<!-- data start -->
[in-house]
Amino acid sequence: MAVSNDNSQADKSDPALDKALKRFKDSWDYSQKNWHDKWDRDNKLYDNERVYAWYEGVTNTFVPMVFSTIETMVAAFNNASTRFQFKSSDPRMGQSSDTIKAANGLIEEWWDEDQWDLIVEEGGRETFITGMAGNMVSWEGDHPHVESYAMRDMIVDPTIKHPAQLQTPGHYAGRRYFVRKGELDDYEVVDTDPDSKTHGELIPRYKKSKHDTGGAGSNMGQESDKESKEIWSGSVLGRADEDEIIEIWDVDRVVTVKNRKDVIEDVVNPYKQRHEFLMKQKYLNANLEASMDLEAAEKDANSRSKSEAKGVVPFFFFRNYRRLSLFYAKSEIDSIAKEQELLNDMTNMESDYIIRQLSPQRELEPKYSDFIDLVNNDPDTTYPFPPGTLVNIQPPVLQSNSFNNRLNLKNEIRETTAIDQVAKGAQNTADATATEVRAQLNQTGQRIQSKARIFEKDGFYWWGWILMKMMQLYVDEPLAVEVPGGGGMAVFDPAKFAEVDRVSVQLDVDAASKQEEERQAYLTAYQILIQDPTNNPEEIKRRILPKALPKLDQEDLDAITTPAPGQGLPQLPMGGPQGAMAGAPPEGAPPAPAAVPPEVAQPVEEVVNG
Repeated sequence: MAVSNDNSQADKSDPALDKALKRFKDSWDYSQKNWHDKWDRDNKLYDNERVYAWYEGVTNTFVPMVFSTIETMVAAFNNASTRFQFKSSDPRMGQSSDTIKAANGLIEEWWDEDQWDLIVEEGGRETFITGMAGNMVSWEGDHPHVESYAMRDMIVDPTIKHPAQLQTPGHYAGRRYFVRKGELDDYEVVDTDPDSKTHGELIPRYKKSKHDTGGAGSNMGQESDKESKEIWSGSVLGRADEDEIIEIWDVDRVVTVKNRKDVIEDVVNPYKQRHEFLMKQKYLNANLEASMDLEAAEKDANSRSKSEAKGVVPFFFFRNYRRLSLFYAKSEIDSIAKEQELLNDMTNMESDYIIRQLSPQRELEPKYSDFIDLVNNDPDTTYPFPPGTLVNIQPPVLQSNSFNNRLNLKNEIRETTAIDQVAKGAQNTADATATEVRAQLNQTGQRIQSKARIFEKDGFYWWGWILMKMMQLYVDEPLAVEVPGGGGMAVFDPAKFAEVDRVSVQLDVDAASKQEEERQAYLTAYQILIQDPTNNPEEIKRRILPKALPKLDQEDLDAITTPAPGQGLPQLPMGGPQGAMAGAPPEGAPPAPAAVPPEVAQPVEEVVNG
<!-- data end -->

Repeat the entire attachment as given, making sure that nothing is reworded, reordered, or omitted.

[in-house]
Amino acid sequence: MAVSNDNSQADKSDPALDKALKRFKDSWDYSQKNWHDKWDRDNKLYDNERVYAWYEGVTNTFVPMVFSTIETMVAAFNNASTRFQFKSSDPRMGQSSDTIKAANGLIEEWWDEDQWDLIVEEGGRETFITGMAGNMVSWEGDHPHVESYAMRDMIVDPTIKHPAQLQTPGHYAGRRYFVRKGELDDYEVVDTDPDSKTHGELIPRYKKSKHDTGGAGSNMGQESDKESKEIWSGSVLGRADEDEIIEIWDVDRVVTVKNRKDVIEDVVNPYKQRHEFLMKQKYLNANLEASMDLEAAEKDANSRSKSEAKGVVPFFFFRNYRRLSLFYAKSEIDSIAKEQELLNDMTNMESDYIIRQLSPQRELEPKYSDFIDLVNNDPDTTYPFPPGTLVNIQPPVLQSNSFNNRLNLKNEIRETTAIDQVAKGAQNTADATATEVRAQLNQTGQRIQSKARIFEKDGFYWWGWILMKMMQLYVDEPLAVEVPGGGGMAVFDPAKFAEVDRVSVQLDVDAASKQEEERQAYLTAYQILIQDPTNNPEEIKRRILPKALPKLDQEDLDAITTPAPGQGLPQLPMGGPQGAMAGAPPEGAPPAPAAVPPEVAQPVEEVVNG
Repeated sequence: MAVSNDNSQADKSDPALDKALKRFKDSWDYSQKNWHDKWDRDNKLYDNERVYAWYEGVTNTFVPMVFSTIETMVAAFNNASTRFQFKSSDPRMGQSSDTIKAANGLIEEWWDEDQWDLIVEEGGRETFITGMAGNMVSWEGDHPHVESYAMRDMIVDPTIKHPAQLQTPGHYAGRRYFVRKGELDDYEVVDTDPDSKTHGELIPRYKKSKHDTGGAGSNMGQESDKESKEIWSGSVLGRADEDEIIEIWDVDRVVTVKNRKDVIEDVVNPYKQRHEFLMKQKYLNANLEASMDLEAAEKDANSRSKSEAKGVVPFFFFRNYRRLSLFYAKSEIDSIAKEQELLNDMTNMESDYIIRQLSPQRELEPKYSDFIDLVNNDPDTTYPFPPGTLVNIQPPVLQSNSFNNRLNLKNEIRETTAIDQVAKGAQNTADATATEVRAQLNQTGQRIQSKARIFEKDGFYWWGWILMKMMQLYVDEPLAVEVPGGGGMAVFDPAKFAEVDRVSVQLDVDAASKQEEERQAYLTAYQILIQDPTNNPEEIKRRILPKALPKLDQEDLDAITTPAPGQGLPQLPMGGPQGAMAGAPPEGAPPAPAAVPPEVAQPVEEVVNG